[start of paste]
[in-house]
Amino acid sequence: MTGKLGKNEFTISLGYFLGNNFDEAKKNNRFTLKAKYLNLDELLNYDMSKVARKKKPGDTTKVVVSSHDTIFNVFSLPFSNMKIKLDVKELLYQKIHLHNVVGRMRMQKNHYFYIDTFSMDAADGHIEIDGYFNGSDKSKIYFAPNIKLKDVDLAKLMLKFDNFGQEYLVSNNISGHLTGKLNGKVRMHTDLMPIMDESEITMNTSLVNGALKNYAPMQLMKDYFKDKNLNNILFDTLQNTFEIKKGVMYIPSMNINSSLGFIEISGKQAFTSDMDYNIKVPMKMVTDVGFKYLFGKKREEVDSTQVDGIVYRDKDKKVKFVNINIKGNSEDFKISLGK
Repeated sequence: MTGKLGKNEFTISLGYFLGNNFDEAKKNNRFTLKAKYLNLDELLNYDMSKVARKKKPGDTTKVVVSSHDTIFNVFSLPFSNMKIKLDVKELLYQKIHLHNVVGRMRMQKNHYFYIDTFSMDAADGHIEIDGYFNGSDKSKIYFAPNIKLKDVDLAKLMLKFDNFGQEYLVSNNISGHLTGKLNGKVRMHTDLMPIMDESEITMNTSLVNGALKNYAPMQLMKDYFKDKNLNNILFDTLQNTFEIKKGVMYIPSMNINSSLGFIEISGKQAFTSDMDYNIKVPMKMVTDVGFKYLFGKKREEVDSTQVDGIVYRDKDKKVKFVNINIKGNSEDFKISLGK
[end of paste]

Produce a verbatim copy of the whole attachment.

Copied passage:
[in-house]
Amino acid sequence: MTGKLGKNEFTISLGYFLGNNFDEAKKNNRFTLKAKYLNLDELLNYDMSKVARKKKPGDTTKVVVSSHDTIFNVFSLPFSNMKIKLDVKELLYQKIHLHNVVGRMRMQKNHYFYIDTFSMDAADGHIEIDGYFNGSDKSKIYFAPNIKLKDVDLAKLMLKFDNFGQEYLVSNNISGHLTGKLNGKVRMHTDLMPIMDESEITMNTSLVNGALKNYAPMQLMKDYFKDKNLNNILFDTLQNTFEIKKGVMYIPSMNINSSLGFIEISGKQAFTSDMDYNIKVPMKMVTDVGFKYLFGKKREEVDSTQVDGIVYRDKDKKVKFVNINIKGNSEDFKISLGK
Repeated sequence: MTGKLGKNEFTISLGYFLGNNFDEAKKNNRFTLKAKYLNLDELLNYDMSKVARKKKPGDTTKVVVSSHDTIFNVFSLPFSNMKIKLDVKELLYQKIHLHNVVGRMRMQKNHYFYIDTFSMDAADGHIEIDGYFNGSDKSKIYFAPNIKLKDVDLAKLMLKFDNFGQEYLVSNNISGHLTGKLNGKVRMHTDLMPIMDESEITMNTSLVNGALKNYAPMQLMKDYFKDKNLNNILFDTLQNTFEIKKGVMYIPSMNINSSLGFIEISGKQAFTSDMDYNIKVPMKMVTDVGFKYLFGKKREEVDSTQVDGIVYRDKDKKVKFVNINIKGNSEDFKISLGK